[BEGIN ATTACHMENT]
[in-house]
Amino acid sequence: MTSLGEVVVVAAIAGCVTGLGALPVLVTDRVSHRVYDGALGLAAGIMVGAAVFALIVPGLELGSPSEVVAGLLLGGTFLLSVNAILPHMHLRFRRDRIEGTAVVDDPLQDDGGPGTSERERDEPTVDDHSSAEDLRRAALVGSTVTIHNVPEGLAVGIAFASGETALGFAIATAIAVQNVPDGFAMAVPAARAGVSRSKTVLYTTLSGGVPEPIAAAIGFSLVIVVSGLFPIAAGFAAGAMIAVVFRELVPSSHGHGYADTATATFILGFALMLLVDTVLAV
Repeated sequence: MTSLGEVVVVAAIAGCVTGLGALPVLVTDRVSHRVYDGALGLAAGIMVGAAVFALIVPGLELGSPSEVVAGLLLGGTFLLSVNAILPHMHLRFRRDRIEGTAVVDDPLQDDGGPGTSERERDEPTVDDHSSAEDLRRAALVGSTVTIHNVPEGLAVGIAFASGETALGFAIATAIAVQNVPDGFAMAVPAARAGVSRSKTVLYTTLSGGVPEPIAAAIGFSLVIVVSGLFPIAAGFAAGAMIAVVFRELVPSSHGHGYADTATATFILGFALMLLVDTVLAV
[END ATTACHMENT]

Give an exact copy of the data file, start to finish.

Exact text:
[in-house]
Amino acid sequence: MTSLGEVVVVAAIAGCVTGLGALPVLVTDRVSHRVYDGALGLAAGIMVGAAVFALIVPGLELGSPSEVVAGLLLGGTFLLSVNAILPHMHLRFRRDRIEGTAVVDDPLQDDGGPGTSERERDEPTVDDHSSAEDLRRAALVGSTVTIHNVPEGLAVGIAFASGETALGFAIATAIAVQNVPDGFAMAVPAARAGVSRSKTVLYTTLSGGVPEPIAAAIGFSLVIVVSGLFPIAAGFAAGAMIAVVFRELVPSSHGHGYADTATATFILGFALMLLVDTVLAV
Repeated sequence: MTSLGEVVVVAAIAGCVTGLGALPVLVTDRVSHRVYDGALGLAAGIMVGAAVFALIVPGLELGSPSEVVAGLLLGGTFLLSVNAILPHMHLRFRRDRIEGTAVVDDPLQDDGGPGTSERERDEPTVDDHSSAEDLRRAALVGSTVTIHNVPEGLAVGIAFASGETALGFAIATAIAVQNVPDGFAMAVPAARAGVSRSKTVLYTTLSGGVPEPIAAAIGFSLVIVVSGLFPIAAGFAAGAMIAVVFRELVPSSHGHGYADTATATFILGFALMLLVDTVLAV